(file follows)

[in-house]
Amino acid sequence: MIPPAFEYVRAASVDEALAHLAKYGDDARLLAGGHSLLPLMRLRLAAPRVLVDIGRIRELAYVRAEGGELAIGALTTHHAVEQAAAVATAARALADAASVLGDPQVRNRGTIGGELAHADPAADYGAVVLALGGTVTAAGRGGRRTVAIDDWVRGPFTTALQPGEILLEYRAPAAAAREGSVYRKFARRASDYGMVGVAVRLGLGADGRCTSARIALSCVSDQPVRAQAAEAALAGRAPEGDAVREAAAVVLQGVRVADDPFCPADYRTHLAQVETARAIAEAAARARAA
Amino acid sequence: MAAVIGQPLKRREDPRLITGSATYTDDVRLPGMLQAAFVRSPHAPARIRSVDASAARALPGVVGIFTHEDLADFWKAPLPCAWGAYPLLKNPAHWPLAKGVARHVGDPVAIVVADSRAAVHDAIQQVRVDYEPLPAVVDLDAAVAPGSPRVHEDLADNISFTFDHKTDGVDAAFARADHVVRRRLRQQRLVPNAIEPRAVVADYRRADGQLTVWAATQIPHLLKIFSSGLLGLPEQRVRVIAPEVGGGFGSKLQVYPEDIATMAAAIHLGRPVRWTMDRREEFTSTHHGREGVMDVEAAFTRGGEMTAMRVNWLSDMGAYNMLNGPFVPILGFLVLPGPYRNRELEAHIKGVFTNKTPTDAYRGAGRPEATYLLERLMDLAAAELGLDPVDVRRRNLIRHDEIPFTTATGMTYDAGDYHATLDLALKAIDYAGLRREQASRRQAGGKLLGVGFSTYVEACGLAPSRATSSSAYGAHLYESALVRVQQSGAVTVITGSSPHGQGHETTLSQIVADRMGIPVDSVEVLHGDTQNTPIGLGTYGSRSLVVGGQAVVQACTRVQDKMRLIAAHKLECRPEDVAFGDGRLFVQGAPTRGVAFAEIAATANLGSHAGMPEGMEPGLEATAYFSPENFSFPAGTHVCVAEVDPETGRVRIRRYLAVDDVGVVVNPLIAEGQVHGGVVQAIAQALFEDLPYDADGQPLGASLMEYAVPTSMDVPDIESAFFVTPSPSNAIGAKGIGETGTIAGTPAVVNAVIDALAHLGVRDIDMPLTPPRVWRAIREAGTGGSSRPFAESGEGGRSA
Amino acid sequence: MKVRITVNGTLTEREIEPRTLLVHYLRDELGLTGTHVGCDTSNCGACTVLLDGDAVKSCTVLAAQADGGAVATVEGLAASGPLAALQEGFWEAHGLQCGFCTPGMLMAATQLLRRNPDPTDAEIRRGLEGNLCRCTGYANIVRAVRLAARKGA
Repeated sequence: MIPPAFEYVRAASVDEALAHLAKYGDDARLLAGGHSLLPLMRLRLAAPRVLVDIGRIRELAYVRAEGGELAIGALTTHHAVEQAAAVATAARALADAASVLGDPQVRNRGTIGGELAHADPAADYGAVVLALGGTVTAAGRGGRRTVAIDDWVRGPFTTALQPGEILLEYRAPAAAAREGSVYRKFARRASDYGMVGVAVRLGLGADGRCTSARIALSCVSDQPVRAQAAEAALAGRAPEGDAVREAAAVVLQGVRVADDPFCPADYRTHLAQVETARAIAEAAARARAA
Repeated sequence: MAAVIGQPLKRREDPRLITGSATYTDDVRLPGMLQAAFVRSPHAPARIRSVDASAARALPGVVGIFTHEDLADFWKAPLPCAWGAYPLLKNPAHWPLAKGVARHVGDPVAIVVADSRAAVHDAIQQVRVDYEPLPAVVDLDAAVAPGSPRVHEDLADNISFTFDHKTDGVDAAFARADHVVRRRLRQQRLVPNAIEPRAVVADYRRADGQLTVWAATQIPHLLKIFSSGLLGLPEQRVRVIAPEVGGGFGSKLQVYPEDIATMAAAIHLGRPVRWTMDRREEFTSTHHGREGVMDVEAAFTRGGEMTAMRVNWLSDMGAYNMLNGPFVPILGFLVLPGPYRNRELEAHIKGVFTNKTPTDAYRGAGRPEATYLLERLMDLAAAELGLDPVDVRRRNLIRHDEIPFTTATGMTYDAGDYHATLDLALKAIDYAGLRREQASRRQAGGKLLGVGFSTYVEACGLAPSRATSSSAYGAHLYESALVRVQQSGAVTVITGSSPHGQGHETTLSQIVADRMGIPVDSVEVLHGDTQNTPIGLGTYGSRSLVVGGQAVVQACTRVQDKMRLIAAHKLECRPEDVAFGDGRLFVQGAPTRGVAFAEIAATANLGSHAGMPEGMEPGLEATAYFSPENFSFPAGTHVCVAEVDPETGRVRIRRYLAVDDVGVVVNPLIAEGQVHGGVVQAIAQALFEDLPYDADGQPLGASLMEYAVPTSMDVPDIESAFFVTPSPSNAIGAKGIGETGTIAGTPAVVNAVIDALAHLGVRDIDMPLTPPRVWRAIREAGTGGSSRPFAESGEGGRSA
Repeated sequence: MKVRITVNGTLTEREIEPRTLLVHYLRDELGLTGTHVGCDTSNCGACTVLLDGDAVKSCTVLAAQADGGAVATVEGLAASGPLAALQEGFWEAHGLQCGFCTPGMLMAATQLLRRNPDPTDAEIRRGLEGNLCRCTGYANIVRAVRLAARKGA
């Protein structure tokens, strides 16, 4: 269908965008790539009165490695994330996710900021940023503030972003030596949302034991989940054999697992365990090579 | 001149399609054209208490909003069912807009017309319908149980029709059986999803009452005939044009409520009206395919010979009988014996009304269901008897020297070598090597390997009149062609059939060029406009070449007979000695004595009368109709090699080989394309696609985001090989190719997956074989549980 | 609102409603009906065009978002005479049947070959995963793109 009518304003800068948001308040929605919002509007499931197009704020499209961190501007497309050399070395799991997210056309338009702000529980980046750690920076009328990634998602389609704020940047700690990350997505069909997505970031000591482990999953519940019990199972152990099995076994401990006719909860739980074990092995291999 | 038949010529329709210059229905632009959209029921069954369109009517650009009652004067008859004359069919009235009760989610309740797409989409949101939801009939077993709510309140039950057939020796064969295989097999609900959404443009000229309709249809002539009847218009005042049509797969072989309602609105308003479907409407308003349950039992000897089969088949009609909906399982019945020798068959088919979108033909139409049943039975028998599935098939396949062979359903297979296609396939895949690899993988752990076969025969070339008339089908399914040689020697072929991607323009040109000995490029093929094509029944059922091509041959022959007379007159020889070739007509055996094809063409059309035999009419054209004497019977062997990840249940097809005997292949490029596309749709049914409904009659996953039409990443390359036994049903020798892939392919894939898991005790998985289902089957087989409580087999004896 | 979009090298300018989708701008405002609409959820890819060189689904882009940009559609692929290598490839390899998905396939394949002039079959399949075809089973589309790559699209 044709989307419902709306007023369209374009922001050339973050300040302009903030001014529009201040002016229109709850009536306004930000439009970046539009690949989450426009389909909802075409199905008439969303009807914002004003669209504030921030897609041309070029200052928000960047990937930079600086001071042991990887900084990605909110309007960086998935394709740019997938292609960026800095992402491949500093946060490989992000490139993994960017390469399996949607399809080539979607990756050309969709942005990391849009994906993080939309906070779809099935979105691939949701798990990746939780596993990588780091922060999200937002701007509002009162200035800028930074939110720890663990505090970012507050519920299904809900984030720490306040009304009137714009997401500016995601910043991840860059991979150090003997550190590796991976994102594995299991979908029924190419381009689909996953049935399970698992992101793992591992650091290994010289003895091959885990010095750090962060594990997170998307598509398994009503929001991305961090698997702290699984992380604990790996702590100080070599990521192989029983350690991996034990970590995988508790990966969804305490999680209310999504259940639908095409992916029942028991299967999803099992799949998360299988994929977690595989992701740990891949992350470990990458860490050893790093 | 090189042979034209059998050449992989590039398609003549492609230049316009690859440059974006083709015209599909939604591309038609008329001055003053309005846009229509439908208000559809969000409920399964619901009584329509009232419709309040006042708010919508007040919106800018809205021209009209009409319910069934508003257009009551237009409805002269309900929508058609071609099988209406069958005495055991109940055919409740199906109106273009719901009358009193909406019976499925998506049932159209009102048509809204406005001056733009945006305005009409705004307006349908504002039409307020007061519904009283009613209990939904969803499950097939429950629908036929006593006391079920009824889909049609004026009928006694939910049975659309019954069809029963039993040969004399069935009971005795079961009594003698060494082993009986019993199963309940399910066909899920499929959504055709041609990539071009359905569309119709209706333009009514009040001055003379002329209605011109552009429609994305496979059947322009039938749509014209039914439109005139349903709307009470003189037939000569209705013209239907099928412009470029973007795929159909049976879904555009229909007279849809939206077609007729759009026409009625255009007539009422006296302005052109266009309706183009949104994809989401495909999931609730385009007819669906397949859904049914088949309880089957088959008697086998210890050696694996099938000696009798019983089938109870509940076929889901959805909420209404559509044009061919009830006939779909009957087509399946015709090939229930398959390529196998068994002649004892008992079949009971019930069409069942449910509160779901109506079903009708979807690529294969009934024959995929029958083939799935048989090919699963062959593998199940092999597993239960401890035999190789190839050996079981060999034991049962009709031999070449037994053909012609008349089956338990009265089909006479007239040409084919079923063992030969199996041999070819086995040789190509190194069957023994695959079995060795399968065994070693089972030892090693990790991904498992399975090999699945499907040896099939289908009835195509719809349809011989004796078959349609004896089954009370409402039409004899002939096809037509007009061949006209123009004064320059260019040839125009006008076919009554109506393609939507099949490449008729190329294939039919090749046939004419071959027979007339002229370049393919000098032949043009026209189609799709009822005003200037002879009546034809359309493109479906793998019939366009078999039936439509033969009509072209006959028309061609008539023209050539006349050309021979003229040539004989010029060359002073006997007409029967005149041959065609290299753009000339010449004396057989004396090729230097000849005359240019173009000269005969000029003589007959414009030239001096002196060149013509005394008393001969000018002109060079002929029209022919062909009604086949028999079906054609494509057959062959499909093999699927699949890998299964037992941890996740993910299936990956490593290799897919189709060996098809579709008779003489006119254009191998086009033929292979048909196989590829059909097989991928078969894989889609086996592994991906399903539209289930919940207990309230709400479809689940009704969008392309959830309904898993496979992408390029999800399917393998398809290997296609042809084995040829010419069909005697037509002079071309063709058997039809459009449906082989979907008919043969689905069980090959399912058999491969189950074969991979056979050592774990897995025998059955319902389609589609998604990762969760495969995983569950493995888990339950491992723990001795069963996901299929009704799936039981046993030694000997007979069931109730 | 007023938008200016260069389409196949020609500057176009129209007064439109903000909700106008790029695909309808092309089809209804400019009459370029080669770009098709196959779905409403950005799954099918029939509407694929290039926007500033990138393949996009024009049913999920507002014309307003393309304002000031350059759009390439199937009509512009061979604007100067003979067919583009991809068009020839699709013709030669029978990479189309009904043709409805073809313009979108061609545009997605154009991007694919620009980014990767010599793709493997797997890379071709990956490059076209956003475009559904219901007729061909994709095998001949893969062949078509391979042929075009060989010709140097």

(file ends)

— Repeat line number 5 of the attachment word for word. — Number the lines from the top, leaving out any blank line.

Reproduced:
Repeated sequence: MIPPAFEYVRAASVDEALAHLAKYGDDARLLAGGHSLLPLMRLRLAAPRVLVDIGRIRELAYVRAEGGELAIGALTTHHAVEQAAAVATAARALADAASVLGDPQVRNRGTIGGELAHADPAADYGAVVLALGGTVTAAGRGGRRTVAIDDWVRGPFTTALQPGEILLEYRAPAAAAREGSVYRKFARRASDYGMVGVAVRLGLGADGRCTSARIALSCVSDQPVRAQAAEAALAGRAPEGDAVREAAAVVLQGVRVADDPFCPADYRTHLAQVETARAIAEAAARARAA